Going back to our story as a stew metaphor, subplots are the spices and garnish that transform a hearty meal (your main plot) into a savory banquet. Although they can be individually identified, they are ultimately inseparable from the rest of the story. Subplots do not exist in isolation from each other either, as their effects on the overall story merge within the reader’s imagination. These impacts can be subtle, a wave from the bow as two ships pass in the night, or intersect as conclusively as two freight trains colliding. Remember that your major subplots each need their own climax and resolution that takes place before the end of the novel.
Every new central character adds a subplot to your story as well (doubly so for those used as the PoV for multiple scenes), as their personal character goals get tossed into the brew (although some of these might be resolved by the events of the core plot). Do attempt to limit the total number of subplots to a manageable level, as too many will dilute the power of your core plot.
A few points to consider when crafting subplots
Subplots should always:
- Possess a distinct purpose for being.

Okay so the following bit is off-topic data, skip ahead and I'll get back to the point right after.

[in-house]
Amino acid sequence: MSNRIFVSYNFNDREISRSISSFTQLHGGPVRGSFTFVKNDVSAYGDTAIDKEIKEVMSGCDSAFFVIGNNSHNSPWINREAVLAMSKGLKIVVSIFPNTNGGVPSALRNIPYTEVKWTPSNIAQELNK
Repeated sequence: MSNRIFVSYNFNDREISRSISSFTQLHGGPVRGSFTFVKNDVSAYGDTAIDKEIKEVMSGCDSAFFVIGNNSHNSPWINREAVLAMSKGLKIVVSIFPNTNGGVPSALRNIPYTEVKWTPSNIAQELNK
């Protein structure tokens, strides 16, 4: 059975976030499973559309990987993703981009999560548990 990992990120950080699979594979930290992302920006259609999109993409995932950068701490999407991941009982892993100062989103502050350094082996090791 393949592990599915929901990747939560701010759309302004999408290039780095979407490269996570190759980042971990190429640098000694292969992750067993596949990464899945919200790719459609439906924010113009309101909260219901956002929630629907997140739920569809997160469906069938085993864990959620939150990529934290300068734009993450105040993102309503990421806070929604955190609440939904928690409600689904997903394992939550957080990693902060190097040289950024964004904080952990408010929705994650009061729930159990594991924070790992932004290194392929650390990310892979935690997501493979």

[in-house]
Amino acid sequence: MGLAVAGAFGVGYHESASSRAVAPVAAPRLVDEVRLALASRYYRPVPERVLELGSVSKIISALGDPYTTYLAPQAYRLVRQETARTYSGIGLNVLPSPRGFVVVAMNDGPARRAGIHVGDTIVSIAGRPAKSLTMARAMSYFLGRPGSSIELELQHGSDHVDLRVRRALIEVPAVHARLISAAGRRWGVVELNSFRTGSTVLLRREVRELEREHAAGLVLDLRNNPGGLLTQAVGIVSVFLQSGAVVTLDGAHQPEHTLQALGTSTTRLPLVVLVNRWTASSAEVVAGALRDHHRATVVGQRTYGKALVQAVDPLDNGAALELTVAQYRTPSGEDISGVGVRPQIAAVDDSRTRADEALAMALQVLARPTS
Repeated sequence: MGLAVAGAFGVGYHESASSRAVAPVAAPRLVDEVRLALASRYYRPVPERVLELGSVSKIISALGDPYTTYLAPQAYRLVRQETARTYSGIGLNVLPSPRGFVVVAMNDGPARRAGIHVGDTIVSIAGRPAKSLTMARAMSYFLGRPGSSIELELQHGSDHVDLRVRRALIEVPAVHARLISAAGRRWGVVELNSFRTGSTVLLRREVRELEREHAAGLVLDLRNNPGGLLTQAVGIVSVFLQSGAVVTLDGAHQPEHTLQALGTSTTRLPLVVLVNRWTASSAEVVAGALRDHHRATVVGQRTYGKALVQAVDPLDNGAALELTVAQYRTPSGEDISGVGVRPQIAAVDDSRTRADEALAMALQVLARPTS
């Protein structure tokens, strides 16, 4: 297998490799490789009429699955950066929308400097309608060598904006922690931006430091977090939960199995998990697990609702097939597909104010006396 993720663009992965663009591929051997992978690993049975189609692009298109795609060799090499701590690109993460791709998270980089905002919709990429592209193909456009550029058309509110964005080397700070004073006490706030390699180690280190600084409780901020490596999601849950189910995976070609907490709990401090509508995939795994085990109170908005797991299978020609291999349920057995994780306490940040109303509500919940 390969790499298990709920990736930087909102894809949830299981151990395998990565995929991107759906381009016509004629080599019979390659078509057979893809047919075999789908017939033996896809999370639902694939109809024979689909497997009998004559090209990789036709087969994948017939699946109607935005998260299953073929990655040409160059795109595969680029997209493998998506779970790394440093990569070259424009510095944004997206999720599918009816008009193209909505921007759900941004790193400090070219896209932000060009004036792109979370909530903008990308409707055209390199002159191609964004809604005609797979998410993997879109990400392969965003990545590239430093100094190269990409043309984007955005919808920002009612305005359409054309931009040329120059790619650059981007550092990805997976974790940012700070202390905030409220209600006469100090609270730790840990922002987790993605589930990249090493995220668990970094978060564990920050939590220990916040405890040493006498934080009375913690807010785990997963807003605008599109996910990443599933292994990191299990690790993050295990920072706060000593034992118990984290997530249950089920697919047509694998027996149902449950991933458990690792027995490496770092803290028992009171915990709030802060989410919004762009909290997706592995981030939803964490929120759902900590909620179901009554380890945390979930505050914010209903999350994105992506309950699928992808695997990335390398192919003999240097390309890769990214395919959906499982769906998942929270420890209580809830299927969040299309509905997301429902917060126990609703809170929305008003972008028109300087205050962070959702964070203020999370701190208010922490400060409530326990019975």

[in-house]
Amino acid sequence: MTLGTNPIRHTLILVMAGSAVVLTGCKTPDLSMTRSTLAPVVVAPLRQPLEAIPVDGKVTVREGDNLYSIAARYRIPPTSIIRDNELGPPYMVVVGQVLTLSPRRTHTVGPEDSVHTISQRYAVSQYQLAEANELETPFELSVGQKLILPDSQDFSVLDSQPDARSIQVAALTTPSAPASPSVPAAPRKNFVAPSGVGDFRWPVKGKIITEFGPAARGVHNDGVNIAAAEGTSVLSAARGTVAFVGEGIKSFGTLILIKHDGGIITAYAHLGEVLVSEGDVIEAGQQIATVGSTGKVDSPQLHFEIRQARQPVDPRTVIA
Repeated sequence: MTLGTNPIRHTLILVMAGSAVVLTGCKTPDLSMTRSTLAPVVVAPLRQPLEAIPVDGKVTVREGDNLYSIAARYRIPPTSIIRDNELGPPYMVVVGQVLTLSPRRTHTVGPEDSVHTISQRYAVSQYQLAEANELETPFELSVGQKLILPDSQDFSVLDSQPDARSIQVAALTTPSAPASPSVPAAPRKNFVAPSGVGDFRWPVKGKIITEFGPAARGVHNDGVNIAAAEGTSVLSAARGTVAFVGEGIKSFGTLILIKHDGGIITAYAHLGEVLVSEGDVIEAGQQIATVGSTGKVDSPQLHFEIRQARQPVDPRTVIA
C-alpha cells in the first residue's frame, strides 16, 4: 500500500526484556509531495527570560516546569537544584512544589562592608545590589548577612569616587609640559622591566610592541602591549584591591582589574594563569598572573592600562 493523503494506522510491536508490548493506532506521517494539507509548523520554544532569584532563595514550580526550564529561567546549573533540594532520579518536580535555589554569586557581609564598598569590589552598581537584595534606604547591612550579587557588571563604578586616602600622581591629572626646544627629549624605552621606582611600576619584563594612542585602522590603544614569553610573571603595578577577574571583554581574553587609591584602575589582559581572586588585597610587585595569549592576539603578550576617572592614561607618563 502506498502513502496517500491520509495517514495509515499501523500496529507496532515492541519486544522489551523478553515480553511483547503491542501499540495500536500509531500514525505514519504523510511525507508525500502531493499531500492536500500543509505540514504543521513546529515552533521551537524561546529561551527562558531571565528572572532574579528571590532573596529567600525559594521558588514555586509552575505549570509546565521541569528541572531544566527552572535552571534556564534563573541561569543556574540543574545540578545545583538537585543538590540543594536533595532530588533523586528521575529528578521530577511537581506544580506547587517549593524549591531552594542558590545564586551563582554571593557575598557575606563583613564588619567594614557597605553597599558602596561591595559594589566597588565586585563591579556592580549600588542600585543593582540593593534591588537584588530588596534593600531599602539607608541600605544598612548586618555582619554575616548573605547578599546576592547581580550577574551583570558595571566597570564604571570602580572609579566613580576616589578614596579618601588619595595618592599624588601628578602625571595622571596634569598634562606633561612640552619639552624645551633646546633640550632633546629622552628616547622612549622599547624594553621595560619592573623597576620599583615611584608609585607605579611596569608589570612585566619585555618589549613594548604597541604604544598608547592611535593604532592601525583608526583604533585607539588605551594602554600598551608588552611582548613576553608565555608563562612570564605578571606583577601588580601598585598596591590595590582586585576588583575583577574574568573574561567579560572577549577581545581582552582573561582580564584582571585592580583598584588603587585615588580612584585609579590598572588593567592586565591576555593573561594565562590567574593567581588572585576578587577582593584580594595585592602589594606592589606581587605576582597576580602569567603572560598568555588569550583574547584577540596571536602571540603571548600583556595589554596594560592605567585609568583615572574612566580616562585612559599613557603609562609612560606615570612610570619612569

- Help to explain the world or enhance our understanding of the characters.
- Be important to at least one central character.
- Add variety to the events of the main plot.
How to handle adding Subplots to Your Story
Crafting and developing subplots relies on the same skills and principals used in planning out your core plotline. The main difference is that they are smaller in scope and usually involve conflicts other than the novel’s primary oppositional force. At its most fundamental level, a subplot contains five elements:
- A hook to introduce it.
- A problem or a goal to address.
- A conflict that makes solving the problem difficult.
- A climatic moment where things come to a head.
- A resolution.
That doesn’t mean that some of your subplots won’t be fairly complex, spanning many scenes before they ultimately resolve. In general, try and treat your subplots as complete short stories, in that they should be comprehensive if you read the included scenes back to back without any of the rest of the novel. With longer subplots, make an effort to first further divide them into individual scenes, then insert them throughout the main plotline (see the exercise in the next blog section on crafting your master plotline).
Dealing with Plot twists
On its most fundamental level, a plot twist is simply a surprising revelation or event that takes place at some point in a story. A solid plot twist is exciting and leaves the reader with something to mull over for some time to come. Plot twists can be large or small (but beware of overusing them), and can occur at any point in the story (not only the climax). However, in order to be both effective and enjoyable, a good twist needs to be carefully set up beforehand.
Why bother adding plot twists?